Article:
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Thread: Seen the pictures?

  1. #1
       
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    Seen the pictures?

    Yeah, Greg Hardy, Ray Rice, et al. This is a free country. If the judicial system fails, for whatever reason, the citizenry and its corporate entities are free, within the confines of the law, to exercise judgments of their own. In this case, the best we can hope for is enough pressure from media to force Jones' hand. The best we can do is collectively shut off the NFL. Unlikely.

    If the team I support signed or kept one of these guys, I do not know what I WOULD do. I know what I MIGHT do. 1. Stop watching, reading, listening. 2 Join a picket of the training camp (I am not traveling for this stuff.) 3. Really I would just walk away. I have not yet made the leap to walking away form the league as a whole.
    Go, Flaming Thumbtacks!

  2. #2
    I echo your thoughts. I think my interest in the Bears this season was influenced by their stupid signing of Ray McDonald and silly explanation. And he was a third of the talent Hardy is.

    I don't need the players to be good guys; I just need them not to be ones who should be off the streets.
    As a writer, I'm like the last girl at the bar. In the morning, you may regret asking for my services, but I'll get the job done. As long as I don't puke on your floor.

    Twitter: @PolishedSports

  3. Sad thing is it takes art (photos, video, audio, etc.) to really get the bulk of the public's ire up. There are many (including here) who are ardently against a guy like Hardy (or Rice, McDonald, etc.) playing in the league. But there are many more who do not get as wound up until the visuals and/or 911 calls are released.

    There will now be immense pressure on Jerrah to move on from Hardy. I wonder how he (and Cowboys Nation) will cope.
    Workin' on mysteries without any clues

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    The only thing surprising abo u t the photos is that they were publicized the day it was announced that Hardy's record on this incident was legally erased. Who, possessing them and think I ng they should be out in the world, would wait until this? It would make mich more sense to do it no later than the day of the case being dripped, the day his suspension expired, the day he was signed, the day he got a raise, one of the days he said or did something painfully stupid/crazy. Why todat? Feels like an axe being ground.
    Last edited by ScottDCP; 11-06-2015 at 06:18 PM.
    Go, Flaming Thumbtacks!

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    Quote Originally Posted by ScottDCP View Post
    The only thing surprising abo u t the photos is that they were publicized the day it was announced that Hardy's record on this incident was legally erased. Who, possessing them and think I ng they should be out in the world, would wait until this? It would make mich more sense to do it no later than the day of the case being dripped, the day his suspension expired, the day he was signed, the day he got a raise, one of the days he said or did something painfully stupid/crazy. Why todat? Feels like an axe being ground.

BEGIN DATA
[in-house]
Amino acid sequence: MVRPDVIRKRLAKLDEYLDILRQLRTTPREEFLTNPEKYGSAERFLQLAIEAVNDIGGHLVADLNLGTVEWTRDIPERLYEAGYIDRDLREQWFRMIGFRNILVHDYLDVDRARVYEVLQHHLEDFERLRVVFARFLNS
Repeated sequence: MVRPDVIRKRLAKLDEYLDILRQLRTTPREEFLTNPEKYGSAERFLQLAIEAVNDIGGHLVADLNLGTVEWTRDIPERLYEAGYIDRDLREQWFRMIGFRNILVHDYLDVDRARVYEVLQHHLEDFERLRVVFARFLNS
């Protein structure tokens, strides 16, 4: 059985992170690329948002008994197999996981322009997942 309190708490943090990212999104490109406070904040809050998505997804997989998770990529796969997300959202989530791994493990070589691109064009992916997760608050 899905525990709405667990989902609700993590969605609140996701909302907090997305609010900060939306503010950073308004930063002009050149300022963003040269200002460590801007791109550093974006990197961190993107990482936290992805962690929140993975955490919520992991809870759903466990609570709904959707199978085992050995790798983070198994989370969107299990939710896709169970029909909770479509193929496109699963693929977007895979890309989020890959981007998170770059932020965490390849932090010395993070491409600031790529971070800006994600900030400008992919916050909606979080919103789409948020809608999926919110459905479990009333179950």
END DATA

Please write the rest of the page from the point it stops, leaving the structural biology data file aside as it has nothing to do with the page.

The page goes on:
I'm not 100% but I thought I read somewhere that they couldn't release them until now for some reason.

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    I don't even know who publicized them. I would dearly love for those to be used instead of his face on any tv broadcast where a picture of his face might otherwise be considered appropriate.
    Go, Flaming Thumbtacks!

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    The pictures really don't surprise me. I really don't know what people expected to the woman in the Hardy incident. If anything for me, the pictures are actually more tame than I thought. But I guess people need pictures or videos to get outraged to put a visual image to things.

    Honestly, I think the NFL does this personal conduct policy to placate the fans. And as we have seen, the NFL has screwed up its punishment system because its not an organization that can really punish effectively to satisfy the fans. The reality is that I don't see mass boycotts of the NFL over some of the behavior of its players. I don't see any fanbase putting enough public pressure on an owner to release a player like Hardy, if he can perform. We love our football and its a violent sport. Not all of these guys are saints, and as long as talent trumps headache, its not gonna matter.

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    This really shows the fulcrum.

    Our legal system works, and all legal systems work in democracies, by letting the public decide what is illegal. But passing a law is NOT equal to making an action stop. Society has difficulty understanding this. Laws only add risk of new punishment. It does not stop future occurances. It simply adds a new component to the Cost/Benifit Analysis Every single person, no matter how innumerate or stupid, make 100s of CBA decisions every day. If there are underlying social/economic/human reasons for the bad action to continue in the face of the risk of punishment under new law, then the bad action will continue to be selected for a significant percentage of the opportunities.